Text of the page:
Author Topic: Popping My Homebrewing Cherry  (Read 1791 times)

Offline doubledown11

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Popping My Homebrewing Cherry
« on: August 05, 2013, 06:40:34 AM »
Hi everyone-

Just joined the AHA and ready to brew my first batch. Purchased the True Brew start-up kit as well as the ingredients for their Double IPA.

I'd appreciate any advice or feedback you'd be willing to offer...with a newborn at home, it'll be tough to get out and grab my favorite brews so I might as well bring the brewery to me.

Look forward to meeting all of you.

Jayson

Offline In The Sand

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Re: Popping My Homebrewing Cherry
« Reply #1 on: August 05, 2013, 06:54:30 AM »
Best decision you will ever make. My advice would be to start as big as you can. Get to know your equipment and brew as often as you can. Make sure you have a couple of refrigerators. Other than that, it's mostly just trial and error (hopefully minimal error).
Trey W.

Offline thebigbaker

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Re: Popping My Homebrewing Cherry
« Reply #2 on: August 05, 2013, 07:07:14 AM »
Congrats and welcome to the obsession!  I too started homebrewing after my daughter was born. 

I think two of the main items to keep an eye on as a beginner is sanitation and fermentation temps.  Try to pick the coolest part of the house to ferment your beer.  There are many ways to keep your fermenting beer at the ideal temps.  My first brew I didn't pay close attention to the fermenting temps and it got way too high (mid 80's).   Most ale yeast is best to keep below 70 degrees and I like to ferment most of my ales in the low-mid 60's.

Also, many beer kit instructions will tell you to transfer your beer from your primary fermenter to a secondary fermenter after two weeks or so.  You can skip this step and just leave the beer in your primary fermenter for about 3-4 weeks before bottling/kegging your beer. 

Feel free to ask and post any questions you have as there is a wealth of knowledge and experience from the members of this board.  Good luck and have fun!
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Offline doubledown11

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Re: Popping My Homebrewing Cherry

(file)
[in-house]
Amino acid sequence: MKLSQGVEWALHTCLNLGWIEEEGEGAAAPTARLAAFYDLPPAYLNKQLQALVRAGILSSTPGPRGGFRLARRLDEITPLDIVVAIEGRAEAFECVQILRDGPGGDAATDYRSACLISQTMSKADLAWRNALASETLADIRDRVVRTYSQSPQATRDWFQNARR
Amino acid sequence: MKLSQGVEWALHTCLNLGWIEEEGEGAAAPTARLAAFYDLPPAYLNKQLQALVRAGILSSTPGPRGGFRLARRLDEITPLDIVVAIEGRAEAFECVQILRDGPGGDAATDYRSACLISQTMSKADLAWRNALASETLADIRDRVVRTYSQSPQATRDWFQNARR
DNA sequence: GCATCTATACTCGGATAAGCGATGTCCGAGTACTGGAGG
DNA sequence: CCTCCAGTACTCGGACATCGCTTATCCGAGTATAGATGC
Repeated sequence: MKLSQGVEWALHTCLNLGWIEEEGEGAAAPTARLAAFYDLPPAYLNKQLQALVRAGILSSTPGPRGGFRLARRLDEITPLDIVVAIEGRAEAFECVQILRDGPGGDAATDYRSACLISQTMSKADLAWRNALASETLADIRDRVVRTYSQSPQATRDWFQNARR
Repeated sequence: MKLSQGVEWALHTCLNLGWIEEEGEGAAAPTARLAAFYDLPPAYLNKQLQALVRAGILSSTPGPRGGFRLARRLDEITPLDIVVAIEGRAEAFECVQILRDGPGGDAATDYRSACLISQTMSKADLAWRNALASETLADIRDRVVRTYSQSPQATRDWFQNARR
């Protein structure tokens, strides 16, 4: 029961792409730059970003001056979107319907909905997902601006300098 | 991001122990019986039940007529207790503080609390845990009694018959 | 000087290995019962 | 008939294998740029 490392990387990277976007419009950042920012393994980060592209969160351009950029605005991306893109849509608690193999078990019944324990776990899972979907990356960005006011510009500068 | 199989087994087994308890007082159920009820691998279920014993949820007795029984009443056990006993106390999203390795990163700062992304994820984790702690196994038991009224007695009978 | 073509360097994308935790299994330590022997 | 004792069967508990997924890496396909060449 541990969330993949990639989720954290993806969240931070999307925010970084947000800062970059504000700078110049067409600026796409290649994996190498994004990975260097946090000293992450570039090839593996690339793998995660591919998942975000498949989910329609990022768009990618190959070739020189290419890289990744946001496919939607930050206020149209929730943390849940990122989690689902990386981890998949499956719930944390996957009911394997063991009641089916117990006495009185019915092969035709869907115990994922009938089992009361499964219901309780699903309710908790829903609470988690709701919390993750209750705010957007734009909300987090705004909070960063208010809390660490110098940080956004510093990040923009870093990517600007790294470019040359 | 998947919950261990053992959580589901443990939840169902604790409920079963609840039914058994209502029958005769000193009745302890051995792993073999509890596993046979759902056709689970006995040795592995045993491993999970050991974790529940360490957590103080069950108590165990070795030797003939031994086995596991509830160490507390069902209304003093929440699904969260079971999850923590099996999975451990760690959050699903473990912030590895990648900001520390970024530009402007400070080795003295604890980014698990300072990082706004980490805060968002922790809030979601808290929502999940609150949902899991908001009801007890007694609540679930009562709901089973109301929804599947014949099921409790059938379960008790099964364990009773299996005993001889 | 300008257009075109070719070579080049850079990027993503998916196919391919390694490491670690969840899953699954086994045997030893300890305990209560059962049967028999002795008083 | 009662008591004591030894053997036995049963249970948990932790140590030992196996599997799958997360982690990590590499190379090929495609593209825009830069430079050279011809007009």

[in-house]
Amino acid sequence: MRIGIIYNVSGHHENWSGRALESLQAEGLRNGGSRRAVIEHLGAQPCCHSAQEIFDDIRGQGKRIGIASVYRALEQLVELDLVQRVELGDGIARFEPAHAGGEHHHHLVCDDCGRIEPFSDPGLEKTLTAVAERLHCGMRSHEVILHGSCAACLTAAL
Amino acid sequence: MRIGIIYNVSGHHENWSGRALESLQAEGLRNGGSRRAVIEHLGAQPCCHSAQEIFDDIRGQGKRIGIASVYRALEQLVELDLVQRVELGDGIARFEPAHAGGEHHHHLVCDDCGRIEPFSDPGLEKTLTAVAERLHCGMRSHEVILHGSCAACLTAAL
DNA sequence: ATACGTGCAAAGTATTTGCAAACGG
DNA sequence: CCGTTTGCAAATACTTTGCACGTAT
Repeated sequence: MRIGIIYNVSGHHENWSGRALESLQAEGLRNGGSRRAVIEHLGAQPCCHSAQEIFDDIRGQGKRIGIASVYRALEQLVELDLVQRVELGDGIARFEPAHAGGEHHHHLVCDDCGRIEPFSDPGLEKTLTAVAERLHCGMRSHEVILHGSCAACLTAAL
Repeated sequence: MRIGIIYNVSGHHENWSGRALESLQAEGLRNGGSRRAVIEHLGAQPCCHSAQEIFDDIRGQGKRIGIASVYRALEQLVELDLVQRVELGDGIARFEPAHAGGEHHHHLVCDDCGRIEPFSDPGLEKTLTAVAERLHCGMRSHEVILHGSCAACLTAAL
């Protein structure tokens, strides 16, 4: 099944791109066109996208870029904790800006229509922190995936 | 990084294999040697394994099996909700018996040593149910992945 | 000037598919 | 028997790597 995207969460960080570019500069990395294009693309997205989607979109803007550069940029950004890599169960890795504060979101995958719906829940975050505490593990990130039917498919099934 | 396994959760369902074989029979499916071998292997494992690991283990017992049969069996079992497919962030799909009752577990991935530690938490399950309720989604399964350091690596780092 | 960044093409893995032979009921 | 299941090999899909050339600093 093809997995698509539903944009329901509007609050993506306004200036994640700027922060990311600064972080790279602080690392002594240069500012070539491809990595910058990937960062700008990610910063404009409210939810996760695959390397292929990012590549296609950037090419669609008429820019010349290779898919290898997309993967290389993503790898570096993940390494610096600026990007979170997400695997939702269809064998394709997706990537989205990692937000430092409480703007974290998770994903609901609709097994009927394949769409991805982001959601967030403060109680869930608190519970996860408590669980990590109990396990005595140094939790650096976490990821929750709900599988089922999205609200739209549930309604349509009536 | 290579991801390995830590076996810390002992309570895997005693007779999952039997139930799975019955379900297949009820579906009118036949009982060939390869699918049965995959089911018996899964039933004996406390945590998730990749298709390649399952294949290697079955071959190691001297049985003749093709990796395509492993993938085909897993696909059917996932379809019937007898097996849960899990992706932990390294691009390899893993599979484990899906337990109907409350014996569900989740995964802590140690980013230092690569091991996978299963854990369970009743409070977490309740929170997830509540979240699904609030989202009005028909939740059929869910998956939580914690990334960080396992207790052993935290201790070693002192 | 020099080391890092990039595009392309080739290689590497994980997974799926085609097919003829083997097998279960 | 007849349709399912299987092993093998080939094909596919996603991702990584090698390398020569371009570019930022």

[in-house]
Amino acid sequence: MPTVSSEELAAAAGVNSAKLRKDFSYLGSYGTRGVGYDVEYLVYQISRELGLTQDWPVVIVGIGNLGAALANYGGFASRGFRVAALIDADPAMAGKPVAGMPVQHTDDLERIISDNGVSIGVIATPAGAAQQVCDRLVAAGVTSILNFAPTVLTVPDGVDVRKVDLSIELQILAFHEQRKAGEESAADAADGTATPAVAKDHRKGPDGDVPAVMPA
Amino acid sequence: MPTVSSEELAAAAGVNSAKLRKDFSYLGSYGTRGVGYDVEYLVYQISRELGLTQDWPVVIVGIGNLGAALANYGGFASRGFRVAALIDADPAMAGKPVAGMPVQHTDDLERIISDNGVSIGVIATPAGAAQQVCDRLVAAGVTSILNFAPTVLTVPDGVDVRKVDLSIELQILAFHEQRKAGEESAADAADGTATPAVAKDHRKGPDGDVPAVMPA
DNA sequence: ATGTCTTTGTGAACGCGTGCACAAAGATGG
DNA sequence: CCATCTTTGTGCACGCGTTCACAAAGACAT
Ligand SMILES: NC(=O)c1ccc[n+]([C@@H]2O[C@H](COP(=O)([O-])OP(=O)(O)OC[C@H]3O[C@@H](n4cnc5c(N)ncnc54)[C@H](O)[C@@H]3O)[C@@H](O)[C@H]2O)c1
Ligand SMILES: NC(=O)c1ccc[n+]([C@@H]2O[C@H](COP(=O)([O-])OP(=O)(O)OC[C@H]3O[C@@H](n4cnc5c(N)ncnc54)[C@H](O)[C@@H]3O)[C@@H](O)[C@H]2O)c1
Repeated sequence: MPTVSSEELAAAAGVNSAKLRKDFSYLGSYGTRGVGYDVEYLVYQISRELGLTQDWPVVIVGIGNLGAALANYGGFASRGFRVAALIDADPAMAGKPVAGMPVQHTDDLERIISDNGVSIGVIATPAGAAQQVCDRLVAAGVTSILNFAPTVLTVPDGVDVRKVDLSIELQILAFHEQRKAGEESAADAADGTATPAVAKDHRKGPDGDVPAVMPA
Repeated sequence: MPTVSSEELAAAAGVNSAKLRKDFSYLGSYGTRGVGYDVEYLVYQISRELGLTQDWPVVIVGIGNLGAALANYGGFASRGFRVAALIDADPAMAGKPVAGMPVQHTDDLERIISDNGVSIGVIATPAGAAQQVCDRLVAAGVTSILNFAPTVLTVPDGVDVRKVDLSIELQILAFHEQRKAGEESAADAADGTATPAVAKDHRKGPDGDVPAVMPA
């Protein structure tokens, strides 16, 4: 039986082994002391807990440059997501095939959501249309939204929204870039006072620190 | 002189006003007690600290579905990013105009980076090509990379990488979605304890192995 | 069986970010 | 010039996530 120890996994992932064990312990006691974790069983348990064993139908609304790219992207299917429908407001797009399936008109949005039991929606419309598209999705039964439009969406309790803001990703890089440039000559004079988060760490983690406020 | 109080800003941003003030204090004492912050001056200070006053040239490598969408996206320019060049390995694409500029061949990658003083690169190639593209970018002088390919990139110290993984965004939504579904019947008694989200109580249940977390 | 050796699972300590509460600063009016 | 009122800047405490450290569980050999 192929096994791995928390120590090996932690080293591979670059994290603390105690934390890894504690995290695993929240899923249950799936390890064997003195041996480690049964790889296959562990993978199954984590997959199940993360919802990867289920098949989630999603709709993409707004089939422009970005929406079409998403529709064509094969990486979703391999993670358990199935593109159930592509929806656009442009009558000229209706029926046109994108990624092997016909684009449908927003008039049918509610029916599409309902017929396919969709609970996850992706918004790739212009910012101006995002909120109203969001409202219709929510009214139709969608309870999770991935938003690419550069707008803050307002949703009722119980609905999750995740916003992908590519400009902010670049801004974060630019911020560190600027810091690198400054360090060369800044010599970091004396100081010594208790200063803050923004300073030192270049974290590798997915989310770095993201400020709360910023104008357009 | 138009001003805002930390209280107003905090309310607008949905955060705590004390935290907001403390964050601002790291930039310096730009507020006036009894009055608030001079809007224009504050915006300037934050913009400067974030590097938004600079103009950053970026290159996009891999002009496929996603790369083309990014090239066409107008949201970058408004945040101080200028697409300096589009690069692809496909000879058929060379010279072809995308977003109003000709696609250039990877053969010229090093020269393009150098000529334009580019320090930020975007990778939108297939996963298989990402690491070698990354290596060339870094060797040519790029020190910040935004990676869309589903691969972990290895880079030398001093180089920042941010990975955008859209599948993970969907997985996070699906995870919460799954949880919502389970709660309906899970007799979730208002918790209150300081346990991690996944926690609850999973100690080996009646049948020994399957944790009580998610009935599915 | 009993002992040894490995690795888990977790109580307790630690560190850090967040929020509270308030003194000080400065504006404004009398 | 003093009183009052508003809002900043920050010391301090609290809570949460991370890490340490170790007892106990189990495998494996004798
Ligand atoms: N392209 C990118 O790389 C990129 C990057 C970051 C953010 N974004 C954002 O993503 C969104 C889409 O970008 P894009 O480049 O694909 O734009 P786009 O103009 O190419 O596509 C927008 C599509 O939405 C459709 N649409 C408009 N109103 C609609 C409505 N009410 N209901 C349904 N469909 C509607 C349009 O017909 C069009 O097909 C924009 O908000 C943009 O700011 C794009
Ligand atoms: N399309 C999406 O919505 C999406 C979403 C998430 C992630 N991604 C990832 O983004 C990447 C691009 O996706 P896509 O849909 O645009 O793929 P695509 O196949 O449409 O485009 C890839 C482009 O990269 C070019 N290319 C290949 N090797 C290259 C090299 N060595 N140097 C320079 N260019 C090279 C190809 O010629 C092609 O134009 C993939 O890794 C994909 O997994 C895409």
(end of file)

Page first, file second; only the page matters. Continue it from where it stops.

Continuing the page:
« Reply #3 on: August 05, 2013, 07:15:16 AM »
Thanks so much for the feedback- I do have a quick question. The equipment kit came with small packets of CBrite cleanser (which I'm assuming is for cleanup). I'd like to start the sanitizing process today...is there a product you'd recommend for the stainless steel brew kettle and plastic fermenters?

Thanks!

Offline hokerer

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Re: Popping My Homebrewing Cherry
« Reply #4 on: August 05, 2013, 07:19:01 AM »
Thanks so much for the feedback- I do have a quick question. The equipment kit came with small packets of CBrite cleanser (which I'm assuming is for cleanup). I'd like to start the sanitizing process today...is there a product you'd recommend for the stainless steel brew kettle and plastic fermenters?

Thanks!

Personally, I love Starsan as my sanitizer
Joe

Offline morticaixavier

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Re: Popping My Homebrewing Cherry
« Reply #5 on: August 05, 2013, 07:55:21 AM »
Thanks so much for the feedback- I do have a quick question. The equipment kit came with small packets of CBrite cleanser (which I'm assuming is for cleanup). I'd like to start the sanitizing process today...is there a product you'd recommend for the stainless steel brew kettle and plastic fermenters?

Thanks!

no need to sanitize your kettle. plastic fermenters get star san or idophore or similar. don't sanitize too far in advance of brew day because it doesn't stay sanitary for long.

I'm not familiar with CBrite but if you look at the package instructions it should be fairly clear. you will need that after the brew day to clean up your kettle and after the batch is fermented to clean out your fermenters. It's like oxiclean so you mix it with hot water and soak/scrub. Be gentle with plastic because it scratches and becomes difficult to sanitize in the future.

all that being said, I am of the somewhat heretical opinion that, short of blatant disregard for common sense, sanitation is less important than temperature control. Figure that part out now.

Sanitation is easy, clean everything so it LOOKS clean, hit with a good cleanser CBRite, PBW, oxi-clean, whatever. and a good sanitizer and your done. but even without these steps, you can make great beer. it just might not stay great for long.

Without good temp control it's hard to make great beer. So look at your home environment. Where will you be keeping this beer while it ferments? It wants to be dark and the temp wants to be steady. If the temp is steady in the low-mid 60's then you are golden. if it's in the 70's you can still be okay with a big tub of water and some ice or even a simple swamp cooler (little tray of water with a cotton towel or shirt that covers the fermenter and sits in the water).

If, like me you live somewhere with stupid hot summers and no AC, and have ambient temps that swing wildly from the low 100's to the mid 50s day to night, you use a fridge with a temp controller or you ferment saisons exclusively.
"Creativity is the residue of wasted time" - A. Einstein